In the mid-1940s Ossie Davis and Ruby Dee were touring the country in the family drama, "Anna Lucasta." When they played Los Angeles, the reviews were so good that talk of a movie sprung up. "Charles Chapman, Sidney Greenstreet, all of Hollywood's heroes, came, praising the production. We thought we had the movie in the bag," says Ossie Davis. "Then the movie was announced with Paulette Goddard, etc., etc. Everyone was white."
Dee and Daivs don't blame racism entirely for their limited stardom. But, during their 40-year careers on stage and in flim they have been passed over and blacklisted. Yet for a longtime audiences, critics and other performers have been paying attention to them becuase concurrent with their contribution as entertainers has been their participation in civil rights, labor and peace causes. It started with Dee speaking out against the executions ofJulius and Ethel Rosenberg, continued through fund-raising for the Montgomery Bus Boycott and close friendships with such charismatic leaders as paul robeson, Malcom X and Martin Luther King Jr. Davis' eulogy at Malcolm X's funeral and his keynote at the first black caucus dinner with Dee carved a creed for the 70s: "It's not the man, but the plan. It's not the rap but the map."
While they say they didn't suffer directly from their activism, whenever theatrical billings were slim, they had their reading circuit. Those dramatizations and a radio show they did for Kraft from 1974 to 1977 led to their current television project -- "With Ossie and Ruby" -- a 13-week series of dramatic and satrical sketches on PBS which debuts on Channel 32 tonight and on Channel 26 next Thursday.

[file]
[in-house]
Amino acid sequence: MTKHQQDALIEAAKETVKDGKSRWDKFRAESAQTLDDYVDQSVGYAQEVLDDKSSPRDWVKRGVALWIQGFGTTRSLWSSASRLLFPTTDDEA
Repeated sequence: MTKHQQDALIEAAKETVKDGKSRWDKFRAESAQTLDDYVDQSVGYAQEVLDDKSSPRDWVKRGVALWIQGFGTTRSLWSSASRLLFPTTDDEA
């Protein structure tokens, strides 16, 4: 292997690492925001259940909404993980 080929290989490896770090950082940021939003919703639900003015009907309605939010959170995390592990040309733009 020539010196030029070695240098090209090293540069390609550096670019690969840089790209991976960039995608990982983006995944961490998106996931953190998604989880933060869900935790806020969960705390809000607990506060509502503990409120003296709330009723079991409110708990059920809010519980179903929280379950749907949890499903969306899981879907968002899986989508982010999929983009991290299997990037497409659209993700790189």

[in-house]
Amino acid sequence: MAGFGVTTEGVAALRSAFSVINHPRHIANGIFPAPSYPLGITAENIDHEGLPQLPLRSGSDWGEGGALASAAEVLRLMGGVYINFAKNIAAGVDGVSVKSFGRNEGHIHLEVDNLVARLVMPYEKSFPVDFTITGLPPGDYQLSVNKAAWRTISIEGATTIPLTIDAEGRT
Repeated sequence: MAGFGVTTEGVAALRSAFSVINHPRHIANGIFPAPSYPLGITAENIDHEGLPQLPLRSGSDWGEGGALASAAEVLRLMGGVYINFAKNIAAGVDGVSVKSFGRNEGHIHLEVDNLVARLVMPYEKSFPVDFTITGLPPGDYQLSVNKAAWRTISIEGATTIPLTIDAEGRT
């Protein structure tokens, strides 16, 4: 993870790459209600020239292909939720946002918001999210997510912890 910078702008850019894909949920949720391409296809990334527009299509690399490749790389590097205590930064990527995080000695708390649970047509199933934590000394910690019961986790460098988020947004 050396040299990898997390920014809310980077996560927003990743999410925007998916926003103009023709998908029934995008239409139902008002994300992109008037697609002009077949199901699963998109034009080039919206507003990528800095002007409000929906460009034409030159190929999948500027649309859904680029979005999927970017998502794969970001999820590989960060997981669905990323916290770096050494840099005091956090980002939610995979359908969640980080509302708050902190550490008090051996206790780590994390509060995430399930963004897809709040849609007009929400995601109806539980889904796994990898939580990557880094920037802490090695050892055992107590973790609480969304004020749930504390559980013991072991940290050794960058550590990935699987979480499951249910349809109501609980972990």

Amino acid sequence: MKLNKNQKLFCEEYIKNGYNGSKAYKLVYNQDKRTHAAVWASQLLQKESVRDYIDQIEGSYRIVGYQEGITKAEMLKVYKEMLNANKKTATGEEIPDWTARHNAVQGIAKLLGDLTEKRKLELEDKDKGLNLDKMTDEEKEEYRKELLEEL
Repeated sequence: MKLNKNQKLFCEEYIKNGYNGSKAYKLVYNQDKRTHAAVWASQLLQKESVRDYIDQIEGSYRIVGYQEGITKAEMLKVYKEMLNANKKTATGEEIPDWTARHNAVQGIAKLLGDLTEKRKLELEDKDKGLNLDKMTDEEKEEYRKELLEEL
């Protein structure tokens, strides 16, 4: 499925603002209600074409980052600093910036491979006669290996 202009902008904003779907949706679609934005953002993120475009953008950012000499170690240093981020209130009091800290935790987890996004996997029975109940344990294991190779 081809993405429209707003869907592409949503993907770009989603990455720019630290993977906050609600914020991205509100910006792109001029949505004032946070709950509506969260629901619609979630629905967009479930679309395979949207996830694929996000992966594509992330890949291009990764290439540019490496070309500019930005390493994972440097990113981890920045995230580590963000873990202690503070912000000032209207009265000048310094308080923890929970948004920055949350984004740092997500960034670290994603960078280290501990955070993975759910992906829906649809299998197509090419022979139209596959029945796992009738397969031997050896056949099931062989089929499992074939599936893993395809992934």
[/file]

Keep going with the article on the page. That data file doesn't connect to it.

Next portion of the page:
At first they didn't pay attention to the offer for a series. They were in the middle of a college tour, Davis had just finished a television special on busing and Dee was in the final stages of writing her musical. But they were convinced by the creativity of executive producer Bob Ray Sanders and producer-director David Dowe, and by the promise that they would not be straitjacketed into black programming.
"Those cats were experimental, they were sassy, they like to break idols, chart new courses, tweak the nose," says Davis. "We weren't just an educational project for the black and minority experience," adds Dee. "And," Davis continues, "they ran away from that as fast as we were running."
Says Sanders, "They really care about what they are doing. During Ossie's taping of a Louis Armstrong tribute, everyone, including the cameramen, were cyring. They touched me as real humanists."
As they sit in their suite in the Watergate Hotel, it is obvious that Dee and Davis enjoyed their latest challenge. Obvious too, as the simple fact of their 34-year marriage indicates, is that they enjoy working together.
Davis, 63, a handsome presence whose shades of gray and brown make him look like a piece of polished marble, is friendly and open. In his resounding tone, the "cats" and "gigs" that pepper his conversation have a ring of genuine authority. Dee, 57, has a quick, poppinng laugh like Davis,' but she appears fragile. It's not just her small size or the breezy voice. Her own identity has eluded her. "I have been difficult to discover. I call it the many faces of Ruby Dee," she says.
"My life had been so irregular. Some people are directed, some people are more in tune with themselves. Maybe I was too lazy, too impatient, too distracted, but I was ignoring signals. Now I am paying attention."